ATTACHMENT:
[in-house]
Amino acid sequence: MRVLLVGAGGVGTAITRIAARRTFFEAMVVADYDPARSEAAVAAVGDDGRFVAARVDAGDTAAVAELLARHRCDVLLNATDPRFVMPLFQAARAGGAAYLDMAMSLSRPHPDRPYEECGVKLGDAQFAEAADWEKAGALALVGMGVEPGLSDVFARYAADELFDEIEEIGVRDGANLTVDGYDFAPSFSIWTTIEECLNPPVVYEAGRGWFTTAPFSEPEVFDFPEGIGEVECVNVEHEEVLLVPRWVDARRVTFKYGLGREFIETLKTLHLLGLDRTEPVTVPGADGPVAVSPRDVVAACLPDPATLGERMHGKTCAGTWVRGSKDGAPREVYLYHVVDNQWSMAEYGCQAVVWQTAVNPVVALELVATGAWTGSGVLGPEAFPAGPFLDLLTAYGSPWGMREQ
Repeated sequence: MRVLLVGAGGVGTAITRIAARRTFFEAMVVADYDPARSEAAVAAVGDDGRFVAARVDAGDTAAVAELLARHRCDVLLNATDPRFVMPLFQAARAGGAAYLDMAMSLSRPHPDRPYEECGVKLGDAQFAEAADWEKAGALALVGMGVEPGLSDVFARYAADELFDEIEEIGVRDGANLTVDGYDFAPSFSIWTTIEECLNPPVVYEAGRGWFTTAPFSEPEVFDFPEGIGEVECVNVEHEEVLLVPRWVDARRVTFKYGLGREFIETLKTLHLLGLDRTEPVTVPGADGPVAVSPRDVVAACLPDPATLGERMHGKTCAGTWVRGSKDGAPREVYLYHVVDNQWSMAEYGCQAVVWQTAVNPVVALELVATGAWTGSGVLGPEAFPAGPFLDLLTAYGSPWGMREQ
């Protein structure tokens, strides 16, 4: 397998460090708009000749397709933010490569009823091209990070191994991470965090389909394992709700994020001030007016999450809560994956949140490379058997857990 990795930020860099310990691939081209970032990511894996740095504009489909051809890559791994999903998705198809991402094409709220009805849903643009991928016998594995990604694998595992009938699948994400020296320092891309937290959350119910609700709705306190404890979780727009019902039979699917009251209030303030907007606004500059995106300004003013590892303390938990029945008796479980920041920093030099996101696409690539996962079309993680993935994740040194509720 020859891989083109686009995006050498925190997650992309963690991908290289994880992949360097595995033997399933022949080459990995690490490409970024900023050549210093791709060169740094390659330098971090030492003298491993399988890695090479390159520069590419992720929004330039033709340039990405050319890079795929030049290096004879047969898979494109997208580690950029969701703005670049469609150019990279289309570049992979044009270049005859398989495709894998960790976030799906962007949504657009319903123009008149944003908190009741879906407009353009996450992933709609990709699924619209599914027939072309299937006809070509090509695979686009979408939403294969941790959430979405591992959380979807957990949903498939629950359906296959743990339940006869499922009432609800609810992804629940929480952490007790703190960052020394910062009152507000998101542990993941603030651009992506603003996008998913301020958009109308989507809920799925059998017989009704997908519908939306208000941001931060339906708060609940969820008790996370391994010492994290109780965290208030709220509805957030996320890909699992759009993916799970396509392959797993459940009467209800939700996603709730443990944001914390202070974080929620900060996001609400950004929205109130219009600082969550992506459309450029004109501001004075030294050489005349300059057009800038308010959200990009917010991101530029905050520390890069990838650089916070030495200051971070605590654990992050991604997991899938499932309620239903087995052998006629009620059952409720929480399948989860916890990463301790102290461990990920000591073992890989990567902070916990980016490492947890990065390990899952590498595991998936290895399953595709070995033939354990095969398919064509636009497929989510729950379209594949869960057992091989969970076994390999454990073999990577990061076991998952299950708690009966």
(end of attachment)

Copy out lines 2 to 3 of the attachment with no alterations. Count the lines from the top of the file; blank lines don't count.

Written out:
Amino acid sequence: MRVLLVGAGGVGTAITRIAARRTFFEAMVVADYDPARSEAAVAAVGDDGRFVAARVDAGDTAAVAELLARHRCDVLLNATDPRFVMPLFQAARAGGAAYLDMAMSLSRPHPDRPYEECGVKLGDAQFAEAADWEKAGALALVGMGVEPGLSDVFARYAADELFDEIEEIGVRDGANLTVDGYDFAPSFSIWTTIEECLNPPVVYEAGRGWFTTAPFSEPEVFDFPEGIGEVECVNVEHEEVLLVPRWVDARRVTFKYGLGREFIETLKTLHLLGLDRTEPVTVPGADGPVAVSPRDVVAACLPDPATLGERMHGKTCAGTWVRGSKDGAPREVYLYHVVDNQWSMAEYGCQAVVWQTAVNPVVALELVATGAWTGSGVLGPEAFPAGPFLDLLTAYGSPWGMREQ
Repeated sequence: MRVLLVGAGGVGTAITRIAARRTFFEAMVVADYDPARSEAAVAAVGDDGRFVAARVDAGDTAAVAELLARHRCDVLLNATDPRFVMPLFQAARAGGAAYLDMAMSLSRPHPDRPYEECGVKLGDAQFAEAADWEKAGALALVGMGVEPGLSDVFARYAADELFDEIEEIGVRDGANLTVDGYDFAPSFSIWTTIEECLNPPVVYEAGRGWFTTAPFSEPEVFDFPEGIGEVECVNVEHEEVLLVPRWVDARRVTFKYGLGREFIETLKTLHLLGLDRTEPVTVPGADGPVAVSPRDVVAACLPDPATLGERMHGKTCAGTWVRGSKDGAPREVYLYHVVDNQWSMAEYGCQAVVWQTAVNPVVALELVATGAWTGSGVLGPEAFPAGPFLDLLTAYGSPWGMREQ